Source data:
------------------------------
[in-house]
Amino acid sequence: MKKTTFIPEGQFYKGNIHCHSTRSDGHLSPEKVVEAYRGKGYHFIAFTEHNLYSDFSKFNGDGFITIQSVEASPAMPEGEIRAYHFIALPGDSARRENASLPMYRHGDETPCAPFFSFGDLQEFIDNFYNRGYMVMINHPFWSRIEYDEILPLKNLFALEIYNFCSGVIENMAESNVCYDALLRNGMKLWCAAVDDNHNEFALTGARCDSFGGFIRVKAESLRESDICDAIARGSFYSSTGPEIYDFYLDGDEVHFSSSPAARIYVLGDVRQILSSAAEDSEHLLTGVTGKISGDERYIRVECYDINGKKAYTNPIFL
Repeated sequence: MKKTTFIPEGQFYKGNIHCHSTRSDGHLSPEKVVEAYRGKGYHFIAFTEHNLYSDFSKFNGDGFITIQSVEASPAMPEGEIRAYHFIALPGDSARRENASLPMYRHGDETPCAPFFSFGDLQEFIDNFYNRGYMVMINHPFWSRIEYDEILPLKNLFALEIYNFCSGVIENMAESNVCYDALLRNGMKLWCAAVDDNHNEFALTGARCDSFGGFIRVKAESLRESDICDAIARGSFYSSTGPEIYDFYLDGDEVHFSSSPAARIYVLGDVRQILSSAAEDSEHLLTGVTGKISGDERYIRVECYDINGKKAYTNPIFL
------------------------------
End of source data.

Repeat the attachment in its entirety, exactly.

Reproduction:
[in-house]
Amino acid sequence: MKKTTFIPEGQFYKGNIHCHSTRSDGHLSPEKVVEAYRGKGYHFIAFTEHNLYSDFSKFNGDGFITIQSVEASPAMPEGEIRAYHFIALPGDSARRENASLPMYRHGDETPCAPFFSFGDLQEFIDNFYNRGYMVMINHPFWSRIEYDEILPLKNLFALEIYNFCSGVIENMAESNVCYDALLRNGMKLWCAAVDDNHNEFALTGARCDSFGGFIRVKAESLRESDICDAIARGSFYSSTGPEIYDFYLDGDEVHFSSSPAARIYVLGDVRQILSSAAEDSEHLLTGVTGKISGDERYIRVECYDINGKKAYTNPIFL
Repeated sequence: MKKTTFIPEGQFYKGNIHCHSTRSDGHLSPEKVVEAYRGKGYHFIAFTEHNLYSDFSKFNGDGFITIQSVEASPAMPEGEIRAYHFIALPGDSARRENASLPMYRHGDETPCAPFFSFGDLQEFIDNFYNRGYMVMINHPFWSRIEYDEILPLKNLFALEIYNFCSGVIENMAESNVCYDALLRNGMKLWCAAVDDNHNEFALTGARCDSFGGFIRVKAESLRESDICDAIARGSFYSSTGPEIYDFYLDGDEVHFSSSPAARIYVLGDVRQILSSAAEDSEHLLTGVTGKISGDERYIRVECYDINGKKAYTNPIFL